How to choose a leader for this daunting job is a challenge in that both "trait based" and "transactional based" leadership approaches have flaws. One relies too heavily on the named "traits," without adequate regard to how that leader goes about getting things done--or not. The other, "transactional" approach, focuses on getting things done /process, but can overlook serious deficiencies in how things get done—due to the traits such as character/integrity, and/or culture "fit."
Whichever theory of leadership you ascribe to be the best, both kinds are necessary, to be a truly successful leader. Now, how do we find that kind of president? I contend that it is important to start somewhere solid.
If the laundry list of candidates currently being mentioned is measured against this checklist, many of them fall off the list with lightning speed. That is as it should be. Typically Senators or Representatives lack executive experience (that Governors have) simply due to the nature of their past duties and successes. The presidency is an executive office, and in this regard governors have this experience and members of (typically) Congress do not (unless it was gained prior to running for office).
However, governors usually lack foreign policy insight and experience, which Senators have due greater exposure (in Committees) to national issues and especially foreign policy matters, which add to their expertise in a way that state-focused governors simply don't have.
Military officers and CEO’s often have proven leadership experience, but in one case it is “command leadership” (Follow orders, or else.) and in the other case it sometimes is leadership derived from “organizational position” (I’m the boss, so do what I say.)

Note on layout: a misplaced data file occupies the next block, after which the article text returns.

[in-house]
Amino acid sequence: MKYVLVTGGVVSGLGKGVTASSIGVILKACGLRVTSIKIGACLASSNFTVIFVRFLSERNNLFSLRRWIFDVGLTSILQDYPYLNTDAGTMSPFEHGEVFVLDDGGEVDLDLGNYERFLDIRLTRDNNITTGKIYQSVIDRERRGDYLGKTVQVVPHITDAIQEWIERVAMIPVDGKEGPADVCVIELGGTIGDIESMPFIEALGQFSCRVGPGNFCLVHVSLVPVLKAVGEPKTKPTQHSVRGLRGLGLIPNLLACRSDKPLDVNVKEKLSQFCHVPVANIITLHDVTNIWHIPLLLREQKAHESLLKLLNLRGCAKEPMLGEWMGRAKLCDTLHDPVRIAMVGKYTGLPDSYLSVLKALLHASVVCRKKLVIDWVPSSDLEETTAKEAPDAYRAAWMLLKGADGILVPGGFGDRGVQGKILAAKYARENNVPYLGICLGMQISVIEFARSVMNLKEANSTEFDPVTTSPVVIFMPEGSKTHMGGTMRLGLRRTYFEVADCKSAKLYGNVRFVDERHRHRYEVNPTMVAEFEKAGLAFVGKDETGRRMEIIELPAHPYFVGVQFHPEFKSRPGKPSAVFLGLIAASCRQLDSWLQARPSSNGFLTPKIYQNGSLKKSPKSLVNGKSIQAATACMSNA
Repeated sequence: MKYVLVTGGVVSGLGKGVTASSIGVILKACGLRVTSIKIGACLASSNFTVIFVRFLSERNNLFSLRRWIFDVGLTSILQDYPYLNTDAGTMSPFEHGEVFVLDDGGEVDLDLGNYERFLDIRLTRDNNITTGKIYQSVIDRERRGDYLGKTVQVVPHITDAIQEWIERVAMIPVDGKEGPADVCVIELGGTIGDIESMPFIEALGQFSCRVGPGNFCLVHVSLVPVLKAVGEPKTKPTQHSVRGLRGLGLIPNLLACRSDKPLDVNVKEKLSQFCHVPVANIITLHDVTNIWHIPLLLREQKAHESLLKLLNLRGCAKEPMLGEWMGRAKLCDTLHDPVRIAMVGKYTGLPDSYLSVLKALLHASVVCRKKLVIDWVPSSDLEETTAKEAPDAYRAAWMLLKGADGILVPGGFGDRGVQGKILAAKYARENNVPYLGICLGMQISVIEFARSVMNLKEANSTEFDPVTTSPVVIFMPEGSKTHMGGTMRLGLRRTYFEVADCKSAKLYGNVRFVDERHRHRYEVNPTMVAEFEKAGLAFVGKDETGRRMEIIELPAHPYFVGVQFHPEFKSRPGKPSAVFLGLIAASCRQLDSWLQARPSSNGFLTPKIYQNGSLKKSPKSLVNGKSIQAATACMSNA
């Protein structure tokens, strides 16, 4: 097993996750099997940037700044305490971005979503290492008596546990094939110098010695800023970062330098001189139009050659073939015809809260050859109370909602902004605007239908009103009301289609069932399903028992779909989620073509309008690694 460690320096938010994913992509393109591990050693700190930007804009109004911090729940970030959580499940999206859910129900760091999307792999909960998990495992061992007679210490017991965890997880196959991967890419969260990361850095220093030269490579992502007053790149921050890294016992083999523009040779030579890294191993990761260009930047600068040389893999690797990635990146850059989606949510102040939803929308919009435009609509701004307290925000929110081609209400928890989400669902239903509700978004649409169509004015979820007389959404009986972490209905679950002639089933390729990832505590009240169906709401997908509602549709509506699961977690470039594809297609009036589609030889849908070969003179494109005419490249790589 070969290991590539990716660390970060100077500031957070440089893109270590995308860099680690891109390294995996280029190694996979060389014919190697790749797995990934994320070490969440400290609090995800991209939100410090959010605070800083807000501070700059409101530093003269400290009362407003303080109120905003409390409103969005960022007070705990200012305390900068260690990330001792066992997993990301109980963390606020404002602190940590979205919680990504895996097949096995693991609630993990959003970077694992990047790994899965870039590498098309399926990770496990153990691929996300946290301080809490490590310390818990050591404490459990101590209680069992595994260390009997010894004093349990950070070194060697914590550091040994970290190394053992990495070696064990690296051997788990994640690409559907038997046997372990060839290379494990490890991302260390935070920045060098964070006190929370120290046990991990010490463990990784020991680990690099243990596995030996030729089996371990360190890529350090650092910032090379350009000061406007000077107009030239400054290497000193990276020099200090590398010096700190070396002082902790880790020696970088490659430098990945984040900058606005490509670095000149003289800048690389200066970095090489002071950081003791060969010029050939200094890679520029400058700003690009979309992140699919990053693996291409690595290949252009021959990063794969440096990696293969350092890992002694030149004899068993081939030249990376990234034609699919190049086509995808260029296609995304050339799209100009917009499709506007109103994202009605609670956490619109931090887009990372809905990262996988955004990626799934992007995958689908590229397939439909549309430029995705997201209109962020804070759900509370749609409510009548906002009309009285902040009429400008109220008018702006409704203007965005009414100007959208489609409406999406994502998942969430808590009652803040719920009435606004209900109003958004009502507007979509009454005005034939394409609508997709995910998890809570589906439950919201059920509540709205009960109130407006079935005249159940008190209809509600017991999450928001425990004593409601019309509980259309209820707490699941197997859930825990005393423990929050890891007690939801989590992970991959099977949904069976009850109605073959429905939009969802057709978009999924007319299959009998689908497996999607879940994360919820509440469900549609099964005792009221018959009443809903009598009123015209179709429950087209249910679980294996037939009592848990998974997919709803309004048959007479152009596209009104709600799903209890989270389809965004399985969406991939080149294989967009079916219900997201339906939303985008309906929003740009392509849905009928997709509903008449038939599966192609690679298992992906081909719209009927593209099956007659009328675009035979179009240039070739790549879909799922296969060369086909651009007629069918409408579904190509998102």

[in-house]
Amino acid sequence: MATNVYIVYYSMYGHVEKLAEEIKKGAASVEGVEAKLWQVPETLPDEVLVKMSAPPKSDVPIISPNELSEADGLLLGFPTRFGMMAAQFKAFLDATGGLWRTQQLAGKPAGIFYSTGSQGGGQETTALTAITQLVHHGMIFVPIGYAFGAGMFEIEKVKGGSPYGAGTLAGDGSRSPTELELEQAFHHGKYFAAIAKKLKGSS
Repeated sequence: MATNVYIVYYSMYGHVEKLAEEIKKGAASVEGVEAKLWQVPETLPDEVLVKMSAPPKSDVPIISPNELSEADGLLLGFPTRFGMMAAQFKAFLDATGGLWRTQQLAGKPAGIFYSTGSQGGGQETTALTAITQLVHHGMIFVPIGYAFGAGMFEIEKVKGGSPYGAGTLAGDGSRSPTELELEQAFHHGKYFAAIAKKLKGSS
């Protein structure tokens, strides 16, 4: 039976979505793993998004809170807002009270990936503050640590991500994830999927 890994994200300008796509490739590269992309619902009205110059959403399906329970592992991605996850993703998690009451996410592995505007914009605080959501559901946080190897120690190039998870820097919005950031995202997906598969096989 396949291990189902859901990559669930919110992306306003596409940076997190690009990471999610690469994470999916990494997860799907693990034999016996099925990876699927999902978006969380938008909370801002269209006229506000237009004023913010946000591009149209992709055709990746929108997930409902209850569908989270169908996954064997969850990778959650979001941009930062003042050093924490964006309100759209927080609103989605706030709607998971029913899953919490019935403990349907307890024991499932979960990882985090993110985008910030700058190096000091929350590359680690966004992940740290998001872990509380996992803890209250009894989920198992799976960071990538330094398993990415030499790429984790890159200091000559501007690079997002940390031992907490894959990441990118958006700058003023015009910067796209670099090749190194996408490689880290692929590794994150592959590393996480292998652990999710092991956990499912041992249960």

Both of those leaders must make a large cultural adaptation when leading as the top executive of a governmental unit. The staff of a president may be compelled to follow orders, but most of the other people s/he must work with must be persuaded, or otherwise convinced to work with and support the president. This has, no doubt, confounded Barack Obama for all his time in the White House.
There is no job description that adequately can describe the presidency of the USA in a comprehensive manner. It is too immense, too complex, too situational—subject to myriad outside influence, and yes, influenced by public opinion and vulnerable to personal vendettas. In fact, one wonders why any human being would want such a job. But they do…in fact a surprising number of humans aspire to an enormously difficult, 24/7/365 pressure packed, thankless job that doesn’t even pay very well (on the surface anyway.)
How do we choose a president? Back to the start: to choose a president—a checklist. Before you choose your short list of aspiring presidential hopefuls, use the Checklist above, and rate each person on a 0 to 10 scale on each item, where 0 is “none” and 10 is “meets completely.”
Then add it up, and encourage the winners; dump the losers; and finally, as the race unfolds, choose whoever your "gut" says is the best one, cast your (one) vote, and support the candidate of your choice.
- MAYBE THUNE OR PENCE?
- WOULD BARBOUR RUN?
- NOT ROMNEY or RYAN